DirectX 11 tessellation performance: Frames per second: Higher is betterHeaven 2.5
AMD HD 7770: 11.9
AMD HD 6850: 12.5
EVGA GTX 550 Ti: 8.9
DirectX 11 gaming performance: Frames per second: Higher is better
AMD HD 7770: 41.73
AMD HD 7750: 28.64
AMD HD 6850: 42.62
AMD HD 7770: 30.77
AMD HD 7750: 20.33
AMD HD 6850: 31.86
AMD HD 7770: 13.00
AMD HD 7750: 11.67
AMD HD 6850: 15.67
Just Cause 2
AMD HD 7770: 31.18
AMD HD 7750: 26.13
AMD HD 6850: 34.14
Many of the HD 7770's new features won't be noticeable right away. The underlying architecture is a big step forward for AMD that programmers and developers will find attractive, but for gamers looking to get playable frame rates out of DX11 games at 1080p its benefits aren't as obvious.
We're expecting the HD 7770 to enter at around the £100 point, which means it's going up against Nvidia's 550 Ti. While we didn't see it outperform the Nvidia card by the 100% AMD implied, it does hold a clear performance advantage, in addition to the subtler features under its bonnet.
Our sticking point though is that it was outclassed in every benchmark we ran by the previous generations' darling; the HD 6850. With just £20 difference between the two cards, we'd have liked to have seen a closer battle between the two.
It's worth mentioning that AMD's drivers tend to get better results from any given card after a few months of refinement, so further down the line we might see more parity in the benchmark figures between the two cards.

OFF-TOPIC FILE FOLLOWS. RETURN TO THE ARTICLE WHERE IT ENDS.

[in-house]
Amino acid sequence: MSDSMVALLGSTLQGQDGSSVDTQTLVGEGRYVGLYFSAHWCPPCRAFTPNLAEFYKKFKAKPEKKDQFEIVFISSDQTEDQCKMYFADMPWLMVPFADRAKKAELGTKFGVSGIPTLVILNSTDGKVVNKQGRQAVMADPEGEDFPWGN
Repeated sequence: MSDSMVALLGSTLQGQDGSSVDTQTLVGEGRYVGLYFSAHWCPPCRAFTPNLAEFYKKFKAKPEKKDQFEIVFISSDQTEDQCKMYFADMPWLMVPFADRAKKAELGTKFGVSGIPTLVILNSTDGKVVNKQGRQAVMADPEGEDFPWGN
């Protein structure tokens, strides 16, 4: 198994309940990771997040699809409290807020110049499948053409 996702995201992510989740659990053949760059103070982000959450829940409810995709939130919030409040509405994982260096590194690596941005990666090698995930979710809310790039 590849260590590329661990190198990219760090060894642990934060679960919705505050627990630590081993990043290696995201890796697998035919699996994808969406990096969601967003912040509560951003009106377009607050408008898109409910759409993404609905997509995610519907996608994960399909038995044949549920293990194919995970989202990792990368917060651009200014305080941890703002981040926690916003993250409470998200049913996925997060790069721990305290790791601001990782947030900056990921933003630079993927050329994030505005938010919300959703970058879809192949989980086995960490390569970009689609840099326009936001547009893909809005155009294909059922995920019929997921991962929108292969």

As with the HD 7750, the HD 7770 didn't impress in its overclocking performance the way AMD's high-end HD 7970 did. That £440 card maxed out AMD's overclocking software settings before crashing; the same can't be said here.
We managed to add on another 50 MHz to the core and memory clocks which yielded a modest increase in our benchmark tests, but it wasn't a reliable runner with those settings - glitches and crashes kicked in after a few minutes. Hopefully we'll see the full extent of the HD 7770's potential when the third party manufacturers release their beefed-up versions.
The 7-series might not all deliver staggering performance and overclocking, and that's to be expected given their wildly different pricings, but there is one feature that consistently impresses across the range - ZeroCore.
This is power-efficiency taken to a happy extreme – when your system enters a long-idle state, the HD 7700 along with all 7-series cards completely powers down the fan, 3D engine, compute units, shaders – virtually the whole card. The only activity going on comes from a small bus control block, which simply lets your computer know that the card still exists and no-one stole the GPU while it's been asleep.
We found it to be fast-acting, and dramatically reduced power draw when our system went idle.
This HD 7770 brings AMD's new architectural features to the budget audience with reasonable success.
Its GCN design and ZeroCore power efficiency make it a compelling argument to choose new over old, but it doesn't quite blow the best of the 6-series cards out of the water in plain old gaming performance.
The HD 6850 can't do the 7-series cards' tricks, but it can render Metro 2033 frames quicker, and that makes the HD 7770 a tricky one to recommend.
As a stock card, it doesn't offer anything outstanding, but aftermarket companies might yet yield some impressive performances out of it.